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Open AccessCommunication

Successful Infection of Domestic Pigs by Ingestion of the European Soft Tick O. Erraticus That Fed on African Swine Fever Virus Infected Pig

1
UMR ASTRE, Centre de Coopération Internationale en Recherche Agronomique pour le Développement (CIRAD), F-34398 Montpellier, France
2
UMR ASTRE, Univ Montpellier, Centre de Coopération Internationale en Recherche Agronomique pour le Développement (CIRAD), Institut National de Recherche pour l’Agriculture, l’Alimentation et l’Environnement (INRAE), F-34398 Montpellier, France
3
Unité de Virologie et Immunologie Porcines, Laboratoire de Ploufragan-Plouzané-Niort, Agence Nationale de Sécurité Sanitaire (ANSES), 22440 Ploufragan, France
*
Author to whom correspondence should be addressed.
Viruses 2020, 12(3), 300; https://doi.org/10.3390/v12030300
Received: 13 February 2020 / Revised: 28 February 2020 / Accepted: 10 March 2020 / Published: 11 March 2020
(This article belongs to the Special Issue Emerging Arboviruses)

Abstract

African swine fever is a highly lethal hemorrhagic fever of Suidae, threatening pig production globally. Suidae can be infected by different ways like ingestion of contaminated feed, direct contact with infected animals or fomites, and biting by infected soft tick bites. As already described, European soft ticks (Ornithodoros erraticus and Ornithodoros verrucosus) were not able to transmit African swine fever virus by biting pigs although these ticks maintained the infectious virus during several months; therefore, the possibility for pigs to become infected through the ingestion of infected ticks was questioned but not already explored. To determine if such oral ingestion is an alternative pathway of transmission, O. erraticus ticks were infected by blood-feeding on a viremic pig infected with the European African swine fever virus strain Georgia2007/1, then frozen at zero and two months post-engorgement, then after, were embedded in the food to pigs. Pig infection was successful, with superior efficiency with ticks frozen just after the infectious blood meal. These results confirmed the potential role of O. erraticus ticks as an ASFV reservoir and demonstrated the efficiency of non-conventional pathways of transmission.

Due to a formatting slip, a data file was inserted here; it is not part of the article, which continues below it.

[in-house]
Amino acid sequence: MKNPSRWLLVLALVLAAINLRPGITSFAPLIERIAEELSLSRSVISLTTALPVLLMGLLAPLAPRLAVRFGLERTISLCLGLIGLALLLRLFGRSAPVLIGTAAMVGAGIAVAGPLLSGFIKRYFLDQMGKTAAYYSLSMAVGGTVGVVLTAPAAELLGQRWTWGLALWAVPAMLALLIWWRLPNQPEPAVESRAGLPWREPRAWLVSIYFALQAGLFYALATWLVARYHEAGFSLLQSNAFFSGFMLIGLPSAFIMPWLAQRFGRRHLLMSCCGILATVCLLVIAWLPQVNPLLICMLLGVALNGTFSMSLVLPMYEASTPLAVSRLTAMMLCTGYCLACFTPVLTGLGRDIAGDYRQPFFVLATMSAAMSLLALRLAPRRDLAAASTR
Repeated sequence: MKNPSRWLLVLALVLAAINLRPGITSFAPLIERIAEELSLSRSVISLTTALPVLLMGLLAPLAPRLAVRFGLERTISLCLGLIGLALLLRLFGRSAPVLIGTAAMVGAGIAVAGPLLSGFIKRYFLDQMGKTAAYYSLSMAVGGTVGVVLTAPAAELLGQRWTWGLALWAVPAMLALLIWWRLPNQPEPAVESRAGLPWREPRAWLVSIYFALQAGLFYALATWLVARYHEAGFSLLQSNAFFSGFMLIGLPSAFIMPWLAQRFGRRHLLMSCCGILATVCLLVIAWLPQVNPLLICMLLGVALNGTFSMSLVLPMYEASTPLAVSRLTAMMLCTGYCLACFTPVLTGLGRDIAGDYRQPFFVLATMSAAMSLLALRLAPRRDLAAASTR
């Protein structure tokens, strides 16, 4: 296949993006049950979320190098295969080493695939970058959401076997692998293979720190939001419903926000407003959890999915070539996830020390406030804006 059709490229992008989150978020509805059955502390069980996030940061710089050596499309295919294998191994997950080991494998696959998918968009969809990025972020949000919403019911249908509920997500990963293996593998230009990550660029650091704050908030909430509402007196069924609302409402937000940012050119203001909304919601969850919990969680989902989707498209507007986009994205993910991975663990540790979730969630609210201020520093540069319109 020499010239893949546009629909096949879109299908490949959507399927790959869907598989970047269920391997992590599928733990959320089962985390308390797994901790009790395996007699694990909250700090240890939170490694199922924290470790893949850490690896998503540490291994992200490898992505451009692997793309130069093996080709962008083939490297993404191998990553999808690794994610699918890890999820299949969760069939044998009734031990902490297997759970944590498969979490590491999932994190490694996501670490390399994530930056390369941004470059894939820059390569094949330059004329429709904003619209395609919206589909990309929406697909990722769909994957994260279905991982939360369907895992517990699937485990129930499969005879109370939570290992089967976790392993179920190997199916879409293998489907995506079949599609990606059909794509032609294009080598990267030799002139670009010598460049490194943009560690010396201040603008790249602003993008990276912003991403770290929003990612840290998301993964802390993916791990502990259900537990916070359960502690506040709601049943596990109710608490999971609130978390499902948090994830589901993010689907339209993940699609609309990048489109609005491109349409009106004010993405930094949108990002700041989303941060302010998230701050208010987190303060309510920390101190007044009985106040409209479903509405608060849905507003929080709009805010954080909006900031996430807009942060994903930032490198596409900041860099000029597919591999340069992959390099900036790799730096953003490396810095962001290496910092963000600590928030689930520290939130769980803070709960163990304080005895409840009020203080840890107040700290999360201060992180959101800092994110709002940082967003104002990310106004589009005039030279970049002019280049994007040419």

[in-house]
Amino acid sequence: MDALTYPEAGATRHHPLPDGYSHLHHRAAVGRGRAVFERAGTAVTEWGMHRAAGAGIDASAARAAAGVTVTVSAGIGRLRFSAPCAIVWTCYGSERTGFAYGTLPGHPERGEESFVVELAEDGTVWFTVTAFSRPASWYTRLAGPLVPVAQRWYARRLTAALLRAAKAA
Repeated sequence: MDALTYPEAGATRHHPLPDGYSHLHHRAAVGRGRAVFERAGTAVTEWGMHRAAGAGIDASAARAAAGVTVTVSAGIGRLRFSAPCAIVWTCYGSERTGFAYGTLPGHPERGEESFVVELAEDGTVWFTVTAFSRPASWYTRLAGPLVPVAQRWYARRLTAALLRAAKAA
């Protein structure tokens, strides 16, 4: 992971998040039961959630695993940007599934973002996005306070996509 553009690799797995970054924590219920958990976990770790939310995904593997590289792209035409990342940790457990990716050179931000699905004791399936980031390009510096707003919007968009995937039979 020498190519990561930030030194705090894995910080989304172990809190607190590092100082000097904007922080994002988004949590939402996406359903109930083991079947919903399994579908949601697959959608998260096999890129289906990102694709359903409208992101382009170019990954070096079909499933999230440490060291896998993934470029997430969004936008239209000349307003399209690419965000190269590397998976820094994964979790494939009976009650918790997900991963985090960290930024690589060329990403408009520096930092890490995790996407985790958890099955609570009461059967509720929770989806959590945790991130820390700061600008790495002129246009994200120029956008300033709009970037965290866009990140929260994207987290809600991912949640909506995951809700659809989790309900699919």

Keywords: African swine fever; domestic pig; transmission; ingestion; soft tick; Ornithodoros erraticuss African swine fever; domestic pig; transmission; ingestion; soft tick; Ornithodoros erraticuss

1. Introduction

African swine fever (ASF) is a hemorrhagic fever disease of domestic pigs and wild boar caused by the African swine fever virus (ASFV). ASFV was re-introduced in Europe in 2007 in Georgia and has further spread to Europe and Asia [1]. This spread is partly due to direct contact between pigs and wild boar, but also to human activities such as importation/transportation of infected animals or contaminated feed and fomites. Another possible way of spread is a vectorial transmission. Although ASFV can be transmitted by some species of Ornithodoros soft ticks in endemic African areas, Pereira de Oliveira (2019) experimentally showed that Palearctic soft ticks, O. erraticus (from Portugal) and O. verrucosus (from Ukraine), were not able to transmit the current circulating European ASFV strain Georgia2007/1 [2]. However, this study demonstrated that the virus was still infectious up to eight months in O. erraticus and two months in O. verrucosus [2], which raises questions about the possibility of transmission through other pathways than tick bites.
Among the different routes for introducing ASFV in new areas, including direct or indirect contacts with pig feces and urines [3,4,5], the importation of infected food has been described as an important pathway for virus spread in Russia [6]. ASFV was shown to be still infectious in different pig tissues, for example, in muscles collected from abattoir during epizooties in Spain during 1960–1990 [7]. Furthermore, the virus was still detected in the muscle tissue for about 98 to 112 days after industrial processing [7]. ASFV was also isolated from dried salami and pepperoni sausages but not after the curing period [8]. More recently, Italian dry-cured meat products from pigs experimentally infected with the current Sardinian ASFV strain were able to infect naïve pigs [9]. In addition, feed and feed ingredients could stay contaminated for a few weeks with the current Eurasian ASFV strain Georgia2007/1 [10]. This makes infection by ingestion one of the most important routes of virus transmission.